Born in Sante Fe, New Mexico in 1938, Joe Kapp is regarded as one of the toughest QB’s to ever play the game. Kapp played his college football for the University of California, Berkley and led them to the 1959 Rose Bowl, where they lost to a powerful University of Iowa team 38-12. After being drafted by the Washington Redskins, Kapp chose to sign with the CFL’s Calgary Stampeders.In 1961 the Lions entered into a major trade with the Calgary Stampeders, which was considered by many to be a gamble by the Lions. In the trade, the Lions got quarterback Joe Kapp in exchange for four players. In return they got a QB who was coming off knee surgery.
The Lions would finish that season with a dismal 1–13–2 record. In 1962, after an extensive rehab program for his knee and under new head coach Dave Skrien, the Lions finished the season with a 7–9 record. Kapp had an excellent season, throwing 28 touchdown strikes and passing for 3279 yards. He also added 183 yards along the ground on 51 carries. But it would be 1963 before the team became real contenders for the Grey Cup under Kapp’s direction.Led by Joe Kapp and Willie Fleming, the Lions would end up finishing that season in first place (for the first time) with a 12–4 record. After a 2–1 series victory over the Saskatchewan Roughriders in the Western Finals, the Lions would play in the 51st Grey Cup game, in Vancouver at Empire Stadium, against the Hamilton Tiger-Cats. Kapp and the Lions would lose that contest 21-10, in a game that featured one of the most controversial plays in club history when Angelo Mosca injured Willie Fleming on what appeared to be a deliberate late hit.After the 1963 season, Joe Kapp became the first B.C. Lion to receive the Jeff Nicklin Memorial Trophy as the Most Valuable Player of the Western Conference.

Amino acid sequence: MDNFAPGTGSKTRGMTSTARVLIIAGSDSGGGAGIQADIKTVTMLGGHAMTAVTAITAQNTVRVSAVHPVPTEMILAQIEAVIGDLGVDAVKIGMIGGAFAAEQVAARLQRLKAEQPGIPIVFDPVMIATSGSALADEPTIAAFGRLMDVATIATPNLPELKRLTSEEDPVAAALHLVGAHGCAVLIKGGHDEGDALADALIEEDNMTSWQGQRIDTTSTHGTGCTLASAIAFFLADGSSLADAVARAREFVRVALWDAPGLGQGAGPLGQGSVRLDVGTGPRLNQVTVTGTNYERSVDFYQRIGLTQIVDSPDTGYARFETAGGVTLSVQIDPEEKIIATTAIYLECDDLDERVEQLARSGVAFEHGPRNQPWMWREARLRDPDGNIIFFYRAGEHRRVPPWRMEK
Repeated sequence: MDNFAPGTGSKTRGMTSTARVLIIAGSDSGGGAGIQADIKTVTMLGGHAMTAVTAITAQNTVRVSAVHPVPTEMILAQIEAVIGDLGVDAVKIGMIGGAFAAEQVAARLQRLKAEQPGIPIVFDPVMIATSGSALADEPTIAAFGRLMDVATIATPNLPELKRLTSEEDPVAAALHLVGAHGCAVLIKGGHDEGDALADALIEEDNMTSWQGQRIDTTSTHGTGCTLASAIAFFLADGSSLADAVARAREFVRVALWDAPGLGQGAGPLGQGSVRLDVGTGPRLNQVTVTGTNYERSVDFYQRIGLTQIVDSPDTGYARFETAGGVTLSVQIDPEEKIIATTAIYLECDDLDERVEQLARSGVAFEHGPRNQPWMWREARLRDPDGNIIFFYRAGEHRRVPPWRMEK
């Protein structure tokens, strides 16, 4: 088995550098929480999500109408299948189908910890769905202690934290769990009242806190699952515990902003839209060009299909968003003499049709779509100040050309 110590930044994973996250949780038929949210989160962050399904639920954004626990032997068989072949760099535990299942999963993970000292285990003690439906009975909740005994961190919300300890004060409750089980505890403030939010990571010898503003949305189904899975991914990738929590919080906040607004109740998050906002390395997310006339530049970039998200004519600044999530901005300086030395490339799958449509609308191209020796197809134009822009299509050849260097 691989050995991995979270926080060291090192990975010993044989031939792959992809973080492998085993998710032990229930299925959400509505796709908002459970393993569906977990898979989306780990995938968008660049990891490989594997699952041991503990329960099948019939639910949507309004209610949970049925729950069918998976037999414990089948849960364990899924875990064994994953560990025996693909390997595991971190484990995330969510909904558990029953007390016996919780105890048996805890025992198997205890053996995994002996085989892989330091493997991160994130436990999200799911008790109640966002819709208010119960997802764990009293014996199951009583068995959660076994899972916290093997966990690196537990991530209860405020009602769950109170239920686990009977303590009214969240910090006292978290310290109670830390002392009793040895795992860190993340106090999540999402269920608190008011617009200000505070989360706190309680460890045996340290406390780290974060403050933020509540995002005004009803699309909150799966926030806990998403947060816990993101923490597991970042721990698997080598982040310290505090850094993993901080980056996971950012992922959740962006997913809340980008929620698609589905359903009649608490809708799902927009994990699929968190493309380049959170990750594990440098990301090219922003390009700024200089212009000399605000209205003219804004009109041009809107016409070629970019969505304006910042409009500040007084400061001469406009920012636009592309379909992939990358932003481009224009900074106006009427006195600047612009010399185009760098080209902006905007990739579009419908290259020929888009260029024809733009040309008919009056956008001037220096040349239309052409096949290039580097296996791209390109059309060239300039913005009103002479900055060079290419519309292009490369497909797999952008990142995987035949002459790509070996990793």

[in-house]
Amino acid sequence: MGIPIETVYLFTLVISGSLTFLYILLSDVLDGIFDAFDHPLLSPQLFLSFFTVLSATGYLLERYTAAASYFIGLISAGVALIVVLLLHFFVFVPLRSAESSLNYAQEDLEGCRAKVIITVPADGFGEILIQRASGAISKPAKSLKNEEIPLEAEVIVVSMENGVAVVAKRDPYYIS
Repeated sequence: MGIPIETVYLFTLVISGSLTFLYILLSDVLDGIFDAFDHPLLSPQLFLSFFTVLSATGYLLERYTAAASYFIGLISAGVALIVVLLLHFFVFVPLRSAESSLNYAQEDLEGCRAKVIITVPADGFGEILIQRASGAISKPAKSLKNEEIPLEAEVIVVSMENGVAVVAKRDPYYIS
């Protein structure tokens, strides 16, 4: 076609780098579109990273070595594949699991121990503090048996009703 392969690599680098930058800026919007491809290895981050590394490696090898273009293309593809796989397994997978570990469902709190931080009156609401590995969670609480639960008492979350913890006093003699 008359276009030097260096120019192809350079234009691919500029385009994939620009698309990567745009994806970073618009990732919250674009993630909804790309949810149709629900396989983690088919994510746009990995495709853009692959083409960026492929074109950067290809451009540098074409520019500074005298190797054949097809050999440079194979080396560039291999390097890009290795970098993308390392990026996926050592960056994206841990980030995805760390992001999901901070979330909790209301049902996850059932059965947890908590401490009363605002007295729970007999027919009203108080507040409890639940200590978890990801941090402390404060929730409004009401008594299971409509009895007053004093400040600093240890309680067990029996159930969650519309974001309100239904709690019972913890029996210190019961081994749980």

Kapp and the Lions would get their revenge versus the Tiger-cats the following season. They compiled an impressive 11–2–3 regular season record in 1964, and defeated the Calgary Stampeders in a three-game series in the Western Conference Finals. The team went on to win the 52nd Grey Cup game by a score of 34-24, and the first title in franchise history. Kapp was named to the CFL All-Stars on offence in that championship season.
Prior to the 1967 season after two years of team decline, Joe Kapp left the team to pursue career in the NFL with the Minnesota Vikings. Kapp played a total of eight years in the CFL, the first two with Calgary and almost six seasons with B.C. He passed for 22,925 yards over his CFL career.
In 1990, the Lions hired Kapp as the team’s new general manager. Following a blueprint that saw him recruit ex-NFL players such as Mark Gastineau who was a huge bust, Kapp was fired 11 games into the Lion’s schedule. His most notable achievement was the signing of quarterback Doug Flutie, who would star in the CFL over the next decade, but mostly with the Stampeders and Argonauts.
Joe Kapp also had another claim to fame, when he was coach of the University of California. “The Play” as it was referred to on Kapp’s now defunct website, saw the Bears lateral several balls on the last play from scrimmage to defeat the opponents from Stanford.
- Inducted into the Canadian Football Hall of Fame as a player in 1984.
- Inducted into the B.C. Sports Hall of Fame in 1999.
- Inducted to the B.C. Lions Wall of Fame.
- Inducted into the College Football Hall of Fame.
- Inducted into the University of California Athletic Hall of Fame.
- Twice an All-Canadian All-Star Quarterback.
- Twice an All-Western All-Star.
- Kapp led the league in passing four years in a row from 1962 – 1965.
- Kapp was voted to the Honour Roll of the CFL’s top 50 players of the league’s modern era by Canadian sports network TSN.
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